I remember stepping onto the UDA and IRA wings of the Maze Prison in 1998, onto wings which, at that time, housed Michael Stone, Johnny Adair, Bobby Storey and Padraic Wilson, the then IRA 'OC' - officer commanding.
It was immediately obvious that this was no ordinary jail, but something very different; it was a place and a prison where the tail wagged the dog.
In early January 1998, a number of journalists had been allowed inside the Maze to talk to those held on loyalist and republican wings.
The next day then Secretary of State Mo Mowlam was due at the prison for face-to-face talks with the UDA jail leadership.
There had been inside rumblings that loyalists could withdraw support for the developing political process and even whispers that their ceasefire could collapse.
Just weeks earlier, the LVF leader, Billy Wright, was shot dead inside the jail, a republican had also walked out, mingling with families after a Christmas party, and, at the time, the discovery of an advanced IRA escape tunnel was still fresh in the memory.
The prison administration held the keys, but they did not have control of the place.
And these are the ghosts of a prison past that still play in the present.
The description of a high-security jail did not fit with the reality and the headline prison breaches were a humiliation for those who were meant to be in charge.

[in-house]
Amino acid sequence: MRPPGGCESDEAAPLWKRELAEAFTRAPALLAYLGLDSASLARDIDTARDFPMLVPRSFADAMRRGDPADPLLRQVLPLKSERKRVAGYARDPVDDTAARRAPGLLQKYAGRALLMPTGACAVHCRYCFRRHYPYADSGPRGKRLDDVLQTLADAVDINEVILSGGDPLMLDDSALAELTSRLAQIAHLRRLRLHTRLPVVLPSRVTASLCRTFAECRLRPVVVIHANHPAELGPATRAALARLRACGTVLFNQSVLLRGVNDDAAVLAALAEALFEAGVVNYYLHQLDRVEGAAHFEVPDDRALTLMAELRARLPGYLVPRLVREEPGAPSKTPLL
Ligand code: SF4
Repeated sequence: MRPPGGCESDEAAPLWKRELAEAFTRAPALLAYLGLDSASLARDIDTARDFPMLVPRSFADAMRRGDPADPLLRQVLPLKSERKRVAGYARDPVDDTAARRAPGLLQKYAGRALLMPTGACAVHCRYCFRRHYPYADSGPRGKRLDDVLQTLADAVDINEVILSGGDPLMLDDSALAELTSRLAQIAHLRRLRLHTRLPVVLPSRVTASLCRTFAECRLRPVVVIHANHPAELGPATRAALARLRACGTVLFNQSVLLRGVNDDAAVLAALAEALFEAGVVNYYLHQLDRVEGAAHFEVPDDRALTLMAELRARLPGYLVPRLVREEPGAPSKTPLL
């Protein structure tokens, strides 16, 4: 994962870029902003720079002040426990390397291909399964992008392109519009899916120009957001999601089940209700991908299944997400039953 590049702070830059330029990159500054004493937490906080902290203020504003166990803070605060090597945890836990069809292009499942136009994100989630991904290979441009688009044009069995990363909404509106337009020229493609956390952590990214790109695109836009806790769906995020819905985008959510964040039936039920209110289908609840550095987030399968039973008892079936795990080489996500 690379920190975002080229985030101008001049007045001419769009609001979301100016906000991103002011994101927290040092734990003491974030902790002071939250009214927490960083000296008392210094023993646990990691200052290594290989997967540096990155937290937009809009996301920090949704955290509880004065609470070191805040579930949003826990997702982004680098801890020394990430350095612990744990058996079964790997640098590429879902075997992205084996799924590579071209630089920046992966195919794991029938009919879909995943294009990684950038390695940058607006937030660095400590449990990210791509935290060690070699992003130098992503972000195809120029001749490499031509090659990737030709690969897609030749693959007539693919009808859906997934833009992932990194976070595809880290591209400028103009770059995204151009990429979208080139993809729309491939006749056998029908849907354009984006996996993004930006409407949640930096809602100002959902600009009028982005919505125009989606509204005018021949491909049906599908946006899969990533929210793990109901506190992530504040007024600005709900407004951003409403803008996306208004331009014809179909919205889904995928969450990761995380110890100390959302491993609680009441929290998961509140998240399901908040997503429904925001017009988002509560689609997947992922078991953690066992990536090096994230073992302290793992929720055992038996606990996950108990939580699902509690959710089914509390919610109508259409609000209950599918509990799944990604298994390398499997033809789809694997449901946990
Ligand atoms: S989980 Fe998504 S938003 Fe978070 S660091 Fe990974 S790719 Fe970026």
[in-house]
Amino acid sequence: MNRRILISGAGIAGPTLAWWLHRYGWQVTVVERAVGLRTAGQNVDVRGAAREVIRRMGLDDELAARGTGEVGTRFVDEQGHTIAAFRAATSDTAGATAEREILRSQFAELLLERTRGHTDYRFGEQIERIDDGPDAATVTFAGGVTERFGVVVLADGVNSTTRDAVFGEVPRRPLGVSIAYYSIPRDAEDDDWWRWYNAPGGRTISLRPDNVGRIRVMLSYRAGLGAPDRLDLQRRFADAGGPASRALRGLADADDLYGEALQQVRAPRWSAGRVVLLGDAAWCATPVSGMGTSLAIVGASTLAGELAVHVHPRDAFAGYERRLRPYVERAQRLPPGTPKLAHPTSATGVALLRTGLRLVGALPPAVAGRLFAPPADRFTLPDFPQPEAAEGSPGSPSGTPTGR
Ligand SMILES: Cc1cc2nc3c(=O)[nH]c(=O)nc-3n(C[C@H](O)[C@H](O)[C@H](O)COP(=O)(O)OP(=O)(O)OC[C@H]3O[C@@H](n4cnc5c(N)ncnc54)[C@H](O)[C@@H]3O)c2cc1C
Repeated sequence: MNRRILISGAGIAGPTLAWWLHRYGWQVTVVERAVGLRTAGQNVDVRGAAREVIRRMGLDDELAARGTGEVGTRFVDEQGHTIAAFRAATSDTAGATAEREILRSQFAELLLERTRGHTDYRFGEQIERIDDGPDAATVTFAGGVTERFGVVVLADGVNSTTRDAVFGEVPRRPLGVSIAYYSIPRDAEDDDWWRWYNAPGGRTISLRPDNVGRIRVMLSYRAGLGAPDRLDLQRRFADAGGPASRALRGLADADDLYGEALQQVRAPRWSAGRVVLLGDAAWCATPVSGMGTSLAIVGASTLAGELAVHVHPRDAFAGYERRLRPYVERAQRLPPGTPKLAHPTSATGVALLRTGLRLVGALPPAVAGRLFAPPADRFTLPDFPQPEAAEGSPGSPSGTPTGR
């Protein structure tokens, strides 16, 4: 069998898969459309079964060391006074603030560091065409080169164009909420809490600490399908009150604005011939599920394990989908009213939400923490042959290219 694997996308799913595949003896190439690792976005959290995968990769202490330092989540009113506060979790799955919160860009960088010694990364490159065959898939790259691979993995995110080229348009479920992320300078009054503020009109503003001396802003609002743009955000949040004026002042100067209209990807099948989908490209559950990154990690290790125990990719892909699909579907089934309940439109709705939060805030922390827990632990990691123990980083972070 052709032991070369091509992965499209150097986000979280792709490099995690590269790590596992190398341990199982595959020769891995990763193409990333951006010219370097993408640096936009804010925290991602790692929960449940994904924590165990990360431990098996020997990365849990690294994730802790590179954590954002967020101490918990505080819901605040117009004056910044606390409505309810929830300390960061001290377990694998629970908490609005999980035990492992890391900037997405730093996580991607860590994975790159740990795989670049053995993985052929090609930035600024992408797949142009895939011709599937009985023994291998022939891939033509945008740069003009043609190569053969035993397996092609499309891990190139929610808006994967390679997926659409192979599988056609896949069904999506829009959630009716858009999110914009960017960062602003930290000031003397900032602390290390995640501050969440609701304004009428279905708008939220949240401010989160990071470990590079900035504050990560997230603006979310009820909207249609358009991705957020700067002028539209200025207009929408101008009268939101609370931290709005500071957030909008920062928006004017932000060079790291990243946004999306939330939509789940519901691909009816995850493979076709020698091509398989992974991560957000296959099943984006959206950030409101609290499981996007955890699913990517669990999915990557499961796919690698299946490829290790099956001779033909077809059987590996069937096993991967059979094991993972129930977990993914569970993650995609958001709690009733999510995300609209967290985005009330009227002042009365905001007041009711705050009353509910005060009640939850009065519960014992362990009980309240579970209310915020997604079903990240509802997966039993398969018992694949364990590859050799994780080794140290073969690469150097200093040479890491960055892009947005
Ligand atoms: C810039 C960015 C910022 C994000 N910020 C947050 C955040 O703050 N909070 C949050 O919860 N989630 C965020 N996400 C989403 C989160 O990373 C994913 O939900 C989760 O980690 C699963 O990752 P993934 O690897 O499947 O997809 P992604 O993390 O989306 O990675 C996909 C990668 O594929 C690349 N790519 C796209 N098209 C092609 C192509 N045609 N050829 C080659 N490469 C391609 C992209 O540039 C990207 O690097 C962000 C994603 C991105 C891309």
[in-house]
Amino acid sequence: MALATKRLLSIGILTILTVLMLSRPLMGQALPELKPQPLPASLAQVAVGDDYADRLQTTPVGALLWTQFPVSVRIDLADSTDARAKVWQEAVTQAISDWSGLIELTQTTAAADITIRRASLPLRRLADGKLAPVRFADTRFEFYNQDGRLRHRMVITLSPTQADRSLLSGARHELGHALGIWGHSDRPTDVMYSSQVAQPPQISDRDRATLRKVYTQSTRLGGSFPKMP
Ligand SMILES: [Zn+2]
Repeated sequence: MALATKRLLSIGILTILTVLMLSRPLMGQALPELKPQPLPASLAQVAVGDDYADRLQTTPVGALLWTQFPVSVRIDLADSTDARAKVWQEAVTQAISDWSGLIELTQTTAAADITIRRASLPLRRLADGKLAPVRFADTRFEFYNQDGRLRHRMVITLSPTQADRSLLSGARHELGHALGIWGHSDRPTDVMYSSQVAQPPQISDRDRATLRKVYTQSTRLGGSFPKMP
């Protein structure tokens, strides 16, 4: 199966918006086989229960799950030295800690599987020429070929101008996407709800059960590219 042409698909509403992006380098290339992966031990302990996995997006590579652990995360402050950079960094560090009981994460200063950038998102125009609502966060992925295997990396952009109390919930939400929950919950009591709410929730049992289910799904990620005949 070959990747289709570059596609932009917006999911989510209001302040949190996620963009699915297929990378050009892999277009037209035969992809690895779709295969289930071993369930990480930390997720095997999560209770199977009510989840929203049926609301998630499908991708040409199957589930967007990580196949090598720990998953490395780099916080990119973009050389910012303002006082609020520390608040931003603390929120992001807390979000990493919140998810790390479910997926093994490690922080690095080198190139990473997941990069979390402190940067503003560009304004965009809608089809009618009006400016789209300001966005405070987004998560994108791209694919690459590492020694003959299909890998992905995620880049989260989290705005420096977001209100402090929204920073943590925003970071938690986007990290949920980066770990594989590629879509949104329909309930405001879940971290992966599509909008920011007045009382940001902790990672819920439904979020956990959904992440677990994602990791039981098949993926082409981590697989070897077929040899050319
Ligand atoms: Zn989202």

And, now, there are more problems and protests - this time in a different jail and involving a different group of prisoners.
The stage is Maghaberry, where, in Roe House, dissident republicans linked to a number of factions are held.
And there is another battle going on behind bars. It is about strip-searches, lock-up times and how the dissident prisoners' movement is controlled.
And, in this developing story, there is a 'dirty protest', some prisoners have just ended a time-limited hunger strike and prison rules are imposing a lockdown.
It sounds familiar, but this is not on the same scale as what played out in the Maze.
That said, what is happening is both serious and dangerous and it has implications both inside and outside Maghaberry.
One of the dissident factions, Oglaigh na hEireann (ONH), used threats to try to force change, warning that it had the personal details of prison staff up to and including the rank of governor. That threat was later publicly withdrawn.
In May, ONH used a series of bomb alerts to cripple parts of Belfast and a device was thrown at the rear of the Alliance Party's headquarters in the city, designed, in the words of one senior dissident, "to get the attention" of party leader and Justice Minister David Ford.
Then, last week, members of the Republican Network for Unity (RNU) staged a protest inside the same Alliance Party office.
The police arrived on the scene, arrests were made and the story played out in pictures and news.
"Nobody was talking about Maghaberry this morning," one dissident leader said; "Now it's the headlines."
And, for RNU, this was the success of this latest protest; that it brought a focus and attention to what is happening inside the jail and to this row over conditions.
The two sides have put themselves on a hook.
Dissidents are arguing for an end to strip-searches and the prison authorities are insisting that such strip searching is an essential part of security, not just here but across the whole UK.
This is the stand-off and deadlock. It is down to who blinks first.
The Prison Service still has all the scars of the past. It still has in its memory the traumas and humiliations of those security breaches that read back into the Maze. And that makes compromise all the more difficult.
The Maze and Maghaberry prison disputes are two different stories in terms of numbers and scale of protest.
But one is a reminder of the other; a reminder of those ghosts from a prison past.